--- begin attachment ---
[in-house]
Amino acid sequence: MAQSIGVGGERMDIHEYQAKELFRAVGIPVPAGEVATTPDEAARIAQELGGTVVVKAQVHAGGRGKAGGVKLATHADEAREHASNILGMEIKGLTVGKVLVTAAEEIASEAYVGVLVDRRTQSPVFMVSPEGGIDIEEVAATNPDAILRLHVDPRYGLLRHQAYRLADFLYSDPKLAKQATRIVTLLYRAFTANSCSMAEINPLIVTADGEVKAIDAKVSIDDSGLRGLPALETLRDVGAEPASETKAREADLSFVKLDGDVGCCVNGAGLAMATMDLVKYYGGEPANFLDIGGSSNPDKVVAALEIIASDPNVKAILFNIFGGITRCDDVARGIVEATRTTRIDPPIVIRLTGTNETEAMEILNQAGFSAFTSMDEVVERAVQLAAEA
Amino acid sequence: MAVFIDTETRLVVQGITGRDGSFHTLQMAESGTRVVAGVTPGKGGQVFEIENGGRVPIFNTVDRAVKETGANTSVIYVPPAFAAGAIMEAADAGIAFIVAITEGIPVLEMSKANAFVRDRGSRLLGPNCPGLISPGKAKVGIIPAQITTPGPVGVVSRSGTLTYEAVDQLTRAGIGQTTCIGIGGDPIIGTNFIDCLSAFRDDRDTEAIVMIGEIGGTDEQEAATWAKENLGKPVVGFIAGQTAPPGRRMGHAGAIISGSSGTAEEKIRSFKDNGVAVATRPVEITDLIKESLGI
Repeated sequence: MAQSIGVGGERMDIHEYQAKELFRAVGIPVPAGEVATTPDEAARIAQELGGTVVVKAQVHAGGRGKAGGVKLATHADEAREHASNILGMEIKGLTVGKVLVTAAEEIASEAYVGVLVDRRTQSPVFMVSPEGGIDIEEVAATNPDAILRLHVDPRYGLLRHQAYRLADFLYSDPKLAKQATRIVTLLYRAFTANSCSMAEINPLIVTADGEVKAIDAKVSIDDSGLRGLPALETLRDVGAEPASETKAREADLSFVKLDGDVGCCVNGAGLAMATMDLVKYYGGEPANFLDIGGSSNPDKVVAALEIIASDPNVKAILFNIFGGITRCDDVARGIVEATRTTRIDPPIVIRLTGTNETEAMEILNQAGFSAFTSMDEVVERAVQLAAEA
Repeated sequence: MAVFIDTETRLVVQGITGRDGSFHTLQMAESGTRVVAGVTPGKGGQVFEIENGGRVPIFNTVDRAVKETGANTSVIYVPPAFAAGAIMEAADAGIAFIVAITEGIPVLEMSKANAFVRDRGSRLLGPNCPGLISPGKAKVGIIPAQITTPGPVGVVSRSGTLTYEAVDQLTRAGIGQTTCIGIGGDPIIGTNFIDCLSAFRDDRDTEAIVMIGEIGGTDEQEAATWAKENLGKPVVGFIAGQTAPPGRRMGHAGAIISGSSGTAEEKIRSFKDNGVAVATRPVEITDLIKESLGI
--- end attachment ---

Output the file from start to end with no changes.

[in-house]
Amino acid sequence: MAQSIGVGGERMDIHEYQAKELFRAVGIPVPAGEVATTPDEAARIAQELGGTVVVKAQVHAGGRGKAGGVKLATHADEAREHASNILGMEIKGLTVGKVLVTAAEEIASEAYVGVLVDRRTQSPVFMVSPEGGIDIEEVAATNPDAILRLHVDPRYGLLRHQAYRLADFLYSDPKLAKQATRIVTLLYRAFTANSCSMAEINPLIVTADGEVKAIDAKVSIDDSGLRGLPALETLRDVGAEPASETKAREADLSFVKLDGDVGCCVNGAGLAMATMDLVKYYGGEPANFLDIGGSSNPDKVVAALEIIASDPNVKAILFNIFGGITRCDDVARGIVEATRTTRIDPPIVIRLTGTNETEAMEILNQAGFSAFTSMDEVVERAVQLAAEA
Amino acid sequence: MAVFIDTETRLVVQGITGRDGSFHTLQMAESGTRVVAGVTPGKGGQVFEIENGGRVPIFNTVDRAVKETGANTSVIYVPPAFAAGAIMEAADAGIAFIVAITEGIPVLEMSKANAFVRDRGSRLLGPNCPGLISPGKAKVGIIPAQITTPGPVGVVSRSGTLTYEAVDQLTRAGIGQTTCIGIGGDPIIGTNFIDCLSAFRDDRDTEAIVMIGEIGGTDEQEAATWAKENLGKPVVGFIAGQTAPPGRRMGHAGAIISGSSGTAEEKIRSFKDNGVAVATRPVEITDLIKESLGI
Repeated sequence: MAQSIGVGGERMDIHEYQAKELFRAVGIPVPAGEVATTPDEAARIAQELGGTVVVKAQVHAGGRGKAGGVKLATHADEAREHASNILGMEIKGLTVGKVLVTAAEEIASEAYVGVLVDRRTQSPVFMVSPEGGIDIEEVAATNPDAILRLHVDPRYGLLRHQAYRLADFLYSDPKLAKQATRIVTLLYRAFTANSCSMAEINPLIVTADGEVKAIDAKVSIDDSGLRGLPALETLRDVGAEPASETKAREADLSFVKLDGDVGCCVNGAGLAMATMDLVKYYGGEPANFLDIGGSSNPDKVVAALEIIASDPNVKAILFNIFGGITRCDDVARGIVEATRTTRIDPPIVIRLTGTNETEAMEILNQAGFSAFTSMDEVVERAVQLAAEA
Repeated sequence: MAVFIDTETRLVVQGITGRDGSFHTLQMAESGTRVVAGVTPGKGGQVFEIENGGRVPIFNTVDRAVKETGANTSVIYVPPAFAAGAIMEAADAGIAFIVAITEGIPVLEMSKANAFVRDRGSRLLGPNCPGLISPGKAKVGIIPAQITTPGPVGVVSRSGTLTYEAVDQLTRAGIGQTTCIGIGGDPIIGTNFIDCLSAFRDDRDTEAIVMIGEIGGTDEQEAATWAKENLGKPVVGFIAGQTAPPGRRMGHAGAIISGSSGTAEEKIRSFKDNGVAVATRPVEITDLIKESLGI